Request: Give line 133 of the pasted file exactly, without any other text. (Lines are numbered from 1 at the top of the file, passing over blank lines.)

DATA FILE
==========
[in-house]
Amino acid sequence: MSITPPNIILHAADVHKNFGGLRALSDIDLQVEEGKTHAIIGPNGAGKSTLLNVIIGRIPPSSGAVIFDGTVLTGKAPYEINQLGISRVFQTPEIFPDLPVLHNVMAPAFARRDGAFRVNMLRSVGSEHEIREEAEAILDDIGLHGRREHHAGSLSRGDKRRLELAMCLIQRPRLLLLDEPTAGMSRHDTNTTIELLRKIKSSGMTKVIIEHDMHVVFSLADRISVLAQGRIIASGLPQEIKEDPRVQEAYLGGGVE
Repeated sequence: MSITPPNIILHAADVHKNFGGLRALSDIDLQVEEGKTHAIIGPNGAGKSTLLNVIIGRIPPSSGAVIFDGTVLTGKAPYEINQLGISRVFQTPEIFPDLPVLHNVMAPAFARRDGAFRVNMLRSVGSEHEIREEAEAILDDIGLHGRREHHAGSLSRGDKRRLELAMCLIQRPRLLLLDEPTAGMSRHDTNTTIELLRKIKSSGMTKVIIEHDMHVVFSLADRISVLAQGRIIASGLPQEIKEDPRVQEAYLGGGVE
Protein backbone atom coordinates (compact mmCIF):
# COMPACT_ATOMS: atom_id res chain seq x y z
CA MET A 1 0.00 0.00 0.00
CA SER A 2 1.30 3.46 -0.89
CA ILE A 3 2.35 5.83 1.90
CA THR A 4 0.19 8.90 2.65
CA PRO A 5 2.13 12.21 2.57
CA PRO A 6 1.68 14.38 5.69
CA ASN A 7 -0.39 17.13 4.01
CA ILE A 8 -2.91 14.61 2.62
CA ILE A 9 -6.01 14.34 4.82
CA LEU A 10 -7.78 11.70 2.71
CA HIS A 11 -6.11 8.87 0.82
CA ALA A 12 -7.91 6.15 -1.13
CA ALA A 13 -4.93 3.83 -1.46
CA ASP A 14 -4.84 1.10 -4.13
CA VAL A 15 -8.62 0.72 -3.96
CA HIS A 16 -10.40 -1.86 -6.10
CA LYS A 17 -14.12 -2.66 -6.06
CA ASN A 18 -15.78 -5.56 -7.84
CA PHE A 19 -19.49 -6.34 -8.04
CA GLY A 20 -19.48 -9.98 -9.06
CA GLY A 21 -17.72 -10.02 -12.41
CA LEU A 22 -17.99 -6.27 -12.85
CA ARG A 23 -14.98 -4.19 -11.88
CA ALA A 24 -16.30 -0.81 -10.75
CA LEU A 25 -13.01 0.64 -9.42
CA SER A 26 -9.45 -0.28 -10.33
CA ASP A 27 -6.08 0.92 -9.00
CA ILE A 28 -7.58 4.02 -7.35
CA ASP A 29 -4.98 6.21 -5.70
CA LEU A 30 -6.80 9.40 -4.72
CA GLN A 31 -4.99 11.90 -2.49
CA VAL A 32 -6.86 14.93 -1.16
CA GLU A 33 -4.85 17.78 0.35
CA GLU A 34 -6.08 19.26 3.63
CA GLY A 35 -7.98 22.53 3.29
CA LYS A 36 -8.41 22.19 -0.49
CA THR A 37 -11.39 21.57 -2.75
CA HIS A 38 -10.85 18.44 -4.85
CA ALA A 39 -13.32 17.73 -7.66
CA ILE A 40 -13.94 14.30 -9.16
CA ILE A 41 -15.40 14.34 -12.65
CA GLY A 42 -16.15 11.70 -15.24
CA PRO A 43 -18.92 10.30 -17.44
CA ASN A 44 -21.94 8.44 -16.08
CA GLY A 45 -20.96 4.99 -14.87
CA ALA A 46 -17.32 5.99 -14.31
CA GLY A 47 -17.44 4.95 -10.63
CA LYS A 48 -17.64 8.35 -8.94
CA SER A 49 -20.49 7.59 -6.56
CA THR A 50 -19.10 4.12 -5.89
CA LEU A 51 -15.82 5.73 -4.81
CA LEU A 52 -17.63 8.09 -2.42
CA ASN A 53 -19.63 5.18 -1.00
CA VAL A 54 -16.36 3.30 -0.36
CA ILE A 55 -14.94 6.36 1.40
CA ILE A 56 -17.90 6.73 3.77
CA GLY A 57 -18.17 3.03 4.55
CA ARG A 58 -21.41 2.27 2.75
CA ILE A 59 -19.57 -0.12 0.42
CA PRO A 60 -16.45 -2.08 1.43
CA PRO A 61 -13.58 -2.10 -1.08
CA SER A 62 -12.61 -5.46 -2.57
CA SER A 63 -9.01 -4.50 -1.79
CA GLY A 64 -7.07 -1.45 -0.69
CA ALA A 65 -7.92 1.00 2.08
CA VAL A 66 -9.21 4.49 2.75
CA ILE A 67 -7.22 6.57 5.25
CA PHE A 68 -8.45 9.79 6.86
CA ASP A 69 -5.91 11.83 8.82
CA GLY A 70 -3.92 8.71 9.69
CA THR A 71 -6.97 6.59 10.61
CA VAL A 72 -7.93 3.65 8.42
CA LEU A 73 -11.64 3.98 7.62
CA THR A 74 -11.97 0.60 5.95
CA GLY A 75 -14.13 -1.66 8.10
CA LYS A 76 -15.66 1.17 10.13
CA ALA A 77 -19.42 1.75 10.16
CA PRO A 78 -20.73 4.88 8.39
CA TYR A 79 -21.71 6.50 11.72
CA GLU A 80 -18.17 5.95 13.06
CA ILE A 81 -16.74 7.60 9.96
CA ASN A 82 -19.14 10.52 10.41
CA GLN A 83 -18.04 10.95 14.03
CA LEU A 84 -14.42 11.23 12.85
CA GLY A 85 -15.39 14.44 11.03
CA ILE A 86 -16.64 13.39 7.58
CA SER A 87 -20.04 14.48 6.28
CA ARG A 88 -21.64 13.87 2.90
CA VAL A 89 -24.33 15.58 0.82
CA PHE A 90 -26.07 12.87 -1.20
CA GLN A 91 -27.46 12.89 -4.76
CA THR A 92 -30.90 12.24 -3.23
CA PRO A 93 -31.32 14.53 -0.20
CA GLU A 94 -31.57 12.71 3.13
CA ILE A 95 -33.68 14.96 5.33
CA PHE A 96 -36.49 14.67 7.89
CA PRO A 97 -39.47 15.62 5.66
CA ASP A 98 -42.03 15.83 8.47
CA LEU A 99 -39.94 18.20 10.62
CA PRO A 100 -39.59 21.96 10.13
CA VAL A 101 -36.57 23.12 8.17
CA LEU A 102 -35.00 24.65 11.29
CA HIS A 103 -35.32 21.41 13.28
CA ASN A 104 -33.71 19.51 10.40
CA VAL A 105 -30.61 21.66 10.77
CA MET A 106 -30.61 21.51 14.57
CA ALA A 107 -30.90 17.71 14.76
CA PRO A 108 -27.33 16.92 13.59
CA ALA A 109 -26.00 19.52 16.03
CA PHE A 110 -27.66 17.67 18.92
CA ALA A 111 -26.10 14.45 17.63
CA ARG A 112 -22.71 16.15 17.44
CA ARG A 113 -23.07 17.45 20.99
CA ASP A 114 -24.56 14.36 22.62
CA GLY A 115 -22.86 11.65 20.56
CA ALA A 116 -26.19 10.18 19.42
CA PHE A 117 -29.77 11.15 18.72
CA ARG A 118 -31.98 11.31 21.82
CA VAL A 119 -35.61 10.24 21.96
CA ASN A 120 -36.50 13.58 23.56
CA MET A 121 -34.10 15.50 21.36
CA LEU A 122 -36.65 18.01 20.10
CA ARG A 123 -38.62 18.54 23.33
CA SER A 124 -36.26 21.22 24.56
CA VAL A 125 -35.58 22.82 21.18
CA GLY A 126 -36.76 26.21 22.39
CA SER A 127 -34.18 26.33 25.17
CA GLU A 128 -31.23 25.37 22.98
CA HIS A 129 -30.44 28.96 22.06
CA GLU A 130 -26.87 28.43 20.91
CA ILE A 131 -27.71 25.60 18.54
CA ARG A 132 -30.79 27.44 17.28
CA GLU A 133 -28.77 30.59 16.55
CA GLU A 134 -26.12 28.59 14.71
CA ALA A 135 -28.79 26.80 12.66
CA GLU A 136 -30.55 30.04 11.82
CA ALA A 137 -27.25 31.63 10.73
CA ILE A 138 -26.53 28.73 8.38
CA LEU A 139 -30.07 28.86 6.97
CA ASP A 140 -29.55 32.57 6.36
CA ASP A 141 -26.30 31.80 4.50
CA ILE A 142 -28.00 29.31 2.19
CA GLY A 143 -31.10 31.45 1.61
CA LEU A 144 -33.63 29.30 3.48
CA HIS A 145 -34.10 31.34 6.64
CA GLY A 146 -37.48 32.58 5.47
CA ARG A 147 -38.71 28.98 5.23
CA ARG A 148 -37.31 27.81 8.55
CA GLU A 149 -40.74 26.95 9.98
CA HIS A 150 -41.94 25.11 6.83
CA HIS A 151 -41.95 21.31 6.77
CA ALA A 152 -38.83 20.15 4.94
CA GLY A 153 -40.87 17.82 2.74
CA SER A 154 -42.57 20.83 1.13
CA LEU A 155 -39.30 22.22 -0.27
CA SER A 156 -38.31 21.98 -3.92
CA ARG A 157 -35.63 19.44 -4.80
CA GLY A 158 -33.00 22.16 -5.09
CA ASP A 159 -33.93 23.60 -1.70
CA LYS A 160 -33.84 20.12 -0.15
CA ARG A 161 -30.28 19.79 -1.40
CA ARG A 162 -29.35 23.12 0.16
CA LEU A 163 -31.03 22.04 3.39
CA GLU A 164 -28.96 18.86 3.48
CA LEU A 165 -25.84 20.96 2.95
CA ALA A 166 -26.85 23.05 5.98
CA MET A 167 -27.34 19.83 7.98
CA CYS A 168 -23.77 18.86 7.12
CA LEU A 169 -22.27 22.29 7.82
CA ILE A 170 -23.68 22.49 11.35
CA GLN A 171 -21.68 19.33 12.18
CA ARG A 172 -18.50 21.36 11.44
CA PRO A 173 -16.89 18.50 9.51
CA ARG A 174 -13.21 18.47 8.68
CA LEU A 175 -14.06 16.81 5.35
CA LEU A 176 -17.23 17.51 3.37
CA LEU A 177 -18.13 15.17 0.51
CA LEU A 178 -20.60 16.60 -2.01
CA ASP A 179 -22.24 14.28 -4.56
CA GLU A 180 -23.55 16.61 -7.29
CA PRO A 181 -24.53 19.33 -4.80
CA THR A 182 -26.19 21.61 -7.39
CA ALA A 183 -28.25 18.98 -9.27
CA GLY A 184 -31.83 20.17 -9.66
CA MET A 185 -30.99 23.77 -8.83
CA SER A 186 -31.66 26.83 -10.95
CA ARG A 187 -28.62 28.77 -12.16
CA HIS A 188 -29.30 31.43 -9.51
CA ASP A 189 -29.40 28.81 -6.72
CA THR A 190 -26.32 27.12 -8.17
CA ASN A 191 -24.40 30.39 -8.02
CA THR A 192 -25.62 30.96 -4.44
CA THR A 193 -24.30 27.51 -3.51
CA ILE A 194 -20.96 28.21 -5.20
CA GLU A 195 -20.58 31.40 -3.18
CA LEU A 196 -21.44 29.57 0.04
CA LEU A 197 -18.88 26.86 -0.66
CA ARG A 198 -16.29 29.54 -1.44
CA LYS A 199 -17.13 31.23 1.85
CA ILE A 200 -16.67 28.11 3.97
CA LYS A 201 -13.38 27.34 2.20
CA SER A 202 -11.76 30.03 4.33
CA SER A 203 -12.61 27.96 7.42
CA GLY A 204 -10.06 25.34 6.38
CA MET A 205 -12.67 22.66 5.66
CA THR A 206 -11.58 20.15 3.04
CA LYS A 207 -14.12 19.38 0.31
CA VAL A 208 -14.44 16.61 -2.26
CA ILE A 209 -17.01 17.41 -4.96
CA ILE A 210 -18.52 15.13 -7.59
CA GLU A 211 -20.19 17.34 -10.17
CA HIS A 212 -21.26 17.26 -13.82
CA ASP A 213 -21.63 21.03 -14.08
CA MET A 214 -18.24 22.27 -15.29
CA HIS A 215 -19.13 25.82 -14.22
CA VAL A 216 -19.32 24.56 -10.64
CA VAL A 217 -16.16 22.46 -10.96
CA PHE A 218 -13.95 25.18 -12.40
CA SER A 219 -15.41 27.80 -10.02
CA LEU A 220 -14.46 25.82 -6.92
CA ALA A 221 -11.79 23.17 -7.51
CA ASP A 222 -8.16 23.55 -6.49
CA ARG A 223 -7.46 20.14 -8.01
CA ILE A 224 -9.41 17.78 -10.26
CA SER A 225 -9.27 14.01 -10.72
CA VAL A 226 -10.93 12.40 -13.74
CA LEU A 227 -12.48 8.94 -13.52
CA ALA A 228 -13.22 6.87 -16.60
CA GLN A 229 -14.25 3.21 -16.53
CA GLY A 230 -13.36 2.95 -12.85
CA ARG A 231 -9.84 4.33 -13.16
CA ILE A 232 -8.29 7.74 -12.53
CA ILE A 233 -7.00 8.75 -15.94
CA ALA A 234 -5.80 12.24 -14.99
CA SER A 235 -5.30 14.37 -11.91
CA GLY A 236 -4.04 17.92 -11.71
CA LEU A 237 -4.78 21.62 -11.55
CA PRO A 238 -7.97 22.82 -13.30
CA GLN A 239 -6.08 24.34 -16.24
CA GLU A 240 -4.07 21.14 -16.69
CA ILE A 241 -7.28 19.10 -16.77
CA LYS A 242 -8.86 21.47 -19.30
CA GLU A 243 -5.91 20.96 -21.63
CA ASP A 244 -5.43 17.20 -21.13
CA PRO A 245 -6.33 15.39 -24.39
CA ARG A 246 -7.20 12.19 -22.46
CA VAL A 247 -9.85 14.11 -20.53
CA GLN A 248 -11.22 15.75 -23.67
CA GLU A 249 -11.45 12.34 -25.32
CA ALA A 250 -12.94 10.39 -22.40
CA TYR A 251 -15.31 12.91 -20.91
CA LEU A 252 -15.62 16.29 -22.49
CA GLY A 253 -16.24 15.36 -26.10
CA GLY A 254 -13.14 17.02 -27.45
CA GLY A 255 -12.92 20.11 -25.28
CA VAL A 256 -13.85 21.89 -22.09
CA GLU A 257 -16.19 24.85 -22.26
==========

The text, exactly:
CA GLU A 128 -31.23 25.37 22.98